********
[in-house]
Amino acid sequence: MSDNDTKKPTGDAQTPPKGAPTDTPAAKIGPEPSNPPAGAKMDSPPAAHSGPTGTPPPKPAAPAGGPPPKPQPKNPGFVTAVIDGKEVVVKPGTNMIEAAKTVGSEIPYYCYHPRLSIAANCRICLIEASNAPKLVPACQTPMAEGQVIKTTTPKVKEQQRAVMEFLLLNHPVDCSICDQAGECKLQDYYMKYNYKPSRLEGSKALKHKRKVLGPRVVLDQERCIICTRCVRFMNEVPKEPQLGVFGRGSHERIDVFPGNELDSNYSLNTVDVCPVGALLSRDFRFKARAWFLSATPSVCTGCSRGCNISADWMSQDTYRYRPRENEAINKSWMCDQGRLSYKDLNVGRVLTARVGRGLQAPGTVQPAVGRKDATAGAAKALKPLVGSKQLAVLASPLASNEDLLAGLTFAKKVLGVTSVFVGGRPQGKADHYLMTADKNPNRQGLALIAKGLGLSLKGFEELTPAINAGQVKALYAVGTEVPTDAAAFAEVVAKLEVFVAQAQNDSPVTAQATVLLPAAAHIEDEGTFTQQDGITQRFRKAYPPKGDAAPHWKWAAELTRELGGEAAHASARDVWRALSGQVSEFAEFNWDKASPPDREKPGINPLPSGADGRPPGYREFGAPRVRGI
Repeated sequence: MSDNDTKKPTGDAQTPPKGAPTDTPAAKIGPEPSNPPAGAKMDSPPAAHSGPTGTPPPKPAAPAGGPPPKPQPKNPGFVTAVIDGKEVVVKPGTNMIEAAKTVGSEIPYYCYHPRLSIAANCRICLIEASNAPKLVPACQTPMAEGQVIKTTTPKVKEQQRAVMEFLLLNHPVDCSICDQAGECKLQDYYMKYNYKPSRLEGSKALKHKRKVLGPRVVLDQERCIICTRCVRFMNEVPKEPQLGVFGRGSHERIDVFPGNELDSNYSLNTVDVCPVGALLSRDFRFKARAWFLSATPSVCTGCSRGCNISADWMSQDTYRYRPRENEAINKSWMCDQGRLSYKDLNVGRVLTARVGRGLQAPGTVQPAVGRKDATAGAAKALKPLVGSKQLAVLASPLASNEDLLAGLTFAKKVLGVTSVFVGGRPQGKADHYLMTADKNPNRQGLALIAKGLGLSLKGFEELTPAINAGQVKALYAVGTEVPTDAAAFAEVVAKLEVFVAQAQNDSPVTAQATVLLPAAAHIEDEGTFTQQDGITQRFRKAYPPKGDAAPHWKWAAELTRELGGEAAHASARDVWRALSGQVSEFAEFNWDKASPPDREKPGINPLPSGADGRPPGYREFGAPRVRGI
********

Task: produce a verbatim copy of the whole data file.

[in-house]
Amino acid sequence: MSDNDTKKPTGDAQTPPKGAPTDTPAAKIGPEPSNPPAGAKMDSPPAAHSGPTGTPPPKPAAPAGGPPPKPQPKNPGFVTAVIDGKEVVVKPGTNMIEAAKTVGSEIPYYCYHPRLSIAANCRICLIEASNAPKLVPACQTPMAEGQVIKTTTPKVKEQQRAVMEFLLLNHPVDCSICDQAGECKLQDYYMKYNYKPSRLEGSKALKHKRKVLGPRVVLDQERCIICTRCVRFMNEVPKEPQLGVFGRGSHERIDVFPGNELDSNYSLNTVDVCPVGALLSRDFRFKARAWFLSATPSVCTGCSRGCNISADWMSQDTYRYRPRENEAINKSWMCDQGRLSYKDLNVGRVLTARVGRGLQAPGTVQPAVGRKDATAGAAKALKPLVGSKQLAVLASPLASNEDLLAGLTFAKKVLGVTSVFVGGRPQGKADHYLMTADKNPNRQGLALIAKGLGLSLKGFEELTPAINAGQVKALYAVGTEVPTDAAAFAEVVAKLEVFVAQAQNDSPVTAQATVLLPAAAHIEDEGTFTQQDGITQRFRKAYPPKGDAAPHWKWAAELTRELGGEAAHASARDVWRALSGQVSEFAEFNWDKASPPDREKPGINPLPSGADGRPPGYREFGAPRVRGI
Repeated sequence: MSDNDTKKPTGDAQTPPKGAPTDTPAAKIGPEPSNPPAGAKMDSPPAAHSGPTGTPPPKPAAPAGGPPPKPQPKNPGFVTAVIDGKEVVVKPGTNMIEAAKTVGSEIPYYCYHPRLSIAANCRICLIEASNAPKLVPACQTPMAEGQVIKTTTPKVKEQQRAVMEFLLLNHPVDCSICDQAGECKLQDYYMKYNYKPSRLEGSKALKHKRKVLGPRVVLDQERCIICTRCVRFMNEVPKEPQLGVFGRGSHERIDVFPGNELDSNYSLNTVDVCPVGALLSRDFRFKARAWFLSATPSVCTGCSRGCNISADWMSQDTYRYRPRENEAINKSWMCDQGRLSYKDLNVGRVLTARVGRGLQAPGTVQPAVGRKDATAGAAKALKPLVGSKQLAVLASPLASNEDLLAGLTFAKKVLGVTSVFVGGRPQGKADHYLMTADKNPNRQGLALIAKGLGLSLKGFEELTPAINAGQVKALYAVGTEVPTDAAAFAEVVAKLEVFVAQAQNDSPVTAQATVLLPAAAHIEDEGTFTQQDGITQRFRKAYPPKGDAAPHWKWAAELTRELGGEAAHASARDVWRALSGQVSEFAEFNWDKASPPDREKPGINPLPSGADGRPPGYREFGAPRVRGI